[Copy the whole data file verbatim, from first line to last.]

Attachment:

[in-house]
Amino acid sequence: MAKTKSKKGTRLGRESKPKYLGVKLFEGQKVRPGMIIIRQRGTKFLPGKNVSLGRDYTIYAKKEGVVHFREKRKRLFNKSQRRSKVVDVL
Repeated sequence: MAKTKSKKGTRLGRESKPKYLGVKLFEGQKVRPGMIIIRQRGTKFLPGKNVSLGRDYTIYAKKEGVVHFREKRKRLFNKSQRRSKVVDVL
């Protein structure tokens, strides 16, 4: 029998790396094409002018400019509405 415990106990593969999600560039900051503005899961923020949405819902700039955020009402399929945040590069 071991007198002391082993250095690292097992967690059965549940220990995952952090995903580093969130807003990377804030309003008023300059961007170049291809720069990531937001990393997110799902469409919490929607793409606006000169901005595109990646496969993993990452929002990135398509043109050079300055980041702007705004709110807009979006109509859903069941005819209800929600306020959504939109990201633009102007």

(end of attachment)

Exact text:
[in-house]
Amino acid sequence: MAKTKSKKGTRLGRESKPKYLGVKLFEGQKVRPGMIIIRQRGTKFLPGKNVSLGRDYTIYAKKEGVVHFREKRKRLFNKSQRRSKVVDVL
Repeated sequence: MAKTKSKKGTRLGRESKPKYLGVKLFEGQKVRPGMIIIRQRGTKFLPGKNVSLGRDYTIYAKKEGVVHFREKRKRLFNKSQRRSKVVDVL
């Protein structure tokens, strides 16, 4: 029998790396094409002018400019509405 415990106990593969999600560039900051503005899961923020949405819902700039955020009402399929945040590069 071991007198002391082993250095690292097992967690059965549940220990995952952090995903580093969130807003990377804030309003008023300059961007170049291809720069990531937001990393997110799902469409919490929607793409606006000169901005595109990646496969993993990452929002990135398509043109050079300055980041702007705004709110807009979006109509859903069941005819209800929600306020959504939109990201633009102007």